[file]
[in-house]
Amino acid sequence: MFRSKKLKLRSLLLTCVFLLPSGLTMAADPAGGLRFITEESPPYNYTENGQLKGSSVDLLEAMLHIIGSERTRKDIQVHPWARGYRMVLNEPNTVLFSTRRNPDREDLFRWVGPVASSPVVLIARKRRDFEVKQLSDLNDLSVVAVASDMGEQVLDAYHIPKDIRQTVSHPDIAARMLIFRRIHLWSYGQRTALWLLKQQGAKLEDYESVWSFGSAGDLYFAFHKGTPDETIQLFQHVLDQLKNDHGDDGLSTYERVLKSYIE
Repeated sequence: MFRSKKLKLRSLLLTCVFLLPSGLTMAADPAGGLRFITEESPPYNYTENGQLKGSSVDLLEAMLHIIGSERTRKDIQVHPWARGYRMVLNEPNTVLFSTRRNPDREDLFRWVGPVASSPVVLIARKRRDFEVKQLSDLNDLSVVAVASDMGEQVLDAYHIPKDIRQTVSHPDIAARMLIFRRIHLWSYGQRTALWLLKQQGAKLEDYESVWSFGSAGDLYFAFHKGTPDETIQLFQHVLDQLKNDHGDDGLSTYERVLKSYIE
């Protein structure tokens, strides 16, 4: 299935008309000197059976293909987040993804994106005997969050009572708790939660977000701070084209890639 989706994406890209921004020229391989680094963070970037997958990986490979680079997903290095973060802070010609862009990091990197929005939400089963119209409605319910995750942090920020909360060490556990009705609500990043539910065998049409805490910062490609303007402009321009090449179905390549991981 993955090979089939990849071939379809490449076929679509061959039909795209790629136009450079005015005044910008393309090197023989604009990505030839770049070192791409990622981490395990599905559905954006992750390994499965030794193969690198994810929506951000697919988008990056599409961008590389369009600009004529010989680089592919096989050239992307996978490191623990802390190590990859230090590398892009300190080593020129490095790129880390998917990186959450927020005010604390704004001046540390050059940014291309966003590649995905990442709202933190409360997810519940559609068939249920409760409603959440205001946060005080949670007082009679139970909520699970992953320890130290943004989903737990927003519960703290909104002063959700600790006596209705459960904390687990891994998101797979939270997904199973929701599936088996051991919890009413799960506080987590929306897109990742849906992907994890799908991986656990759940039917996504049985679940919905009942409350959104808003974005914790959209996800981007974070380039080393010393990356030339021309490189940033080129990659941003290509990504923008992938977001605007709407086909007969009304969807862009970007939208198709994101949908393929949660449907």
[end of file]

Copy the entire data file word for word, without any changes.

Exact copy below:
[in-house]
Amino acid sequence: MFRSKKLKLRSLLLTCVFLLPSGLTMAADPAGGLRFITEESPPYNYTENGQLKGSSVDLLEAMLHIIGSERTRKDIQVHPWARGYRMVLNEPNTVLFSTRRNPDREDLFRWVGPVASSPVVLIARKRRDFEVKQLSDLNDLSVVAVASDMGEQVLDAYHIPKDIRQTVSHPDIAARMLIFRRIHLWSYGQRTALWLLKQQGAKLEDYESVWSFGSAGDLYFAFHKGTPDETIQLFQHVLDQLKNDHGDDGLSTYERVLKSYIE
Repeated sequence: MFRSKKLKLRSLLLTCVFLLPSGLTMAADPAGGLRFITEESPPYNYTENGQLKGSSVDLLEAMLHIIGSERTRKDIQVHPWARGYRMVLNEPNTVLFSTRRNPDREDLFRWVGPVASSPVVLIARKRRDFEVKQLSDLNDLSVVAVASDMGEQVLDAYHIPKDIRQTVSHPDIAARMLIFRRIHLWSYGQRTALWLLKQQGAKLEDYESVWSFGSAGDLYFAFHKGTPDETIQLFQHVLDQLKNDHGDDGLSTYERVLKSYIE
């Protein structure tokens, strides 16, 4: 299935008309000197059976293909987040993804994106005997969050009572708790939660977000701070084209890639 989706994406890209921004020229391989680094963070970037997958990986490979680079997903290095973060802070010609862009990091990197929005939400089963119209409605319910995750942090920020909360060490556990009705609500990043539910065998049409805490910062490609303007402009321009090449179905390549991981 993955090979089939990849071939379809490449076929679509061959039909795209790629136009450079005015005044910008393309090197023989604009990505030839770049070192791409990622981490395990599905559905954006992750390994499965030794193969690198994810929506951000697919988008990056599409961008590389369009600009004529010989680089592919096989050239992307996978490191623990802390190590990859230090590398892009300190080593020129490095790129880390998917990186959450927020005010604390704004001046540390050059940014291309966003590649995905990442709202933190409360997810519940559609068939249920409760409603959440205001946060005080949670007082009679139970909520699970992953320890130290943004989903737990927003519960703290909104002063959700600790006596209705459960904390687990891994998101797979939270997904199973929701599936088996051991919890009413799960506080987590929306897109990742849906992907994890799908991986656990759940039917996504049985679940919905009942409350959104808003974005914790959209996800981007974070380039080393010393990356030339021309490189940033080129990659941003290509990504923008992938977001605007709407086909007969009304969807862009970007939208198709994101949908393929949660449907």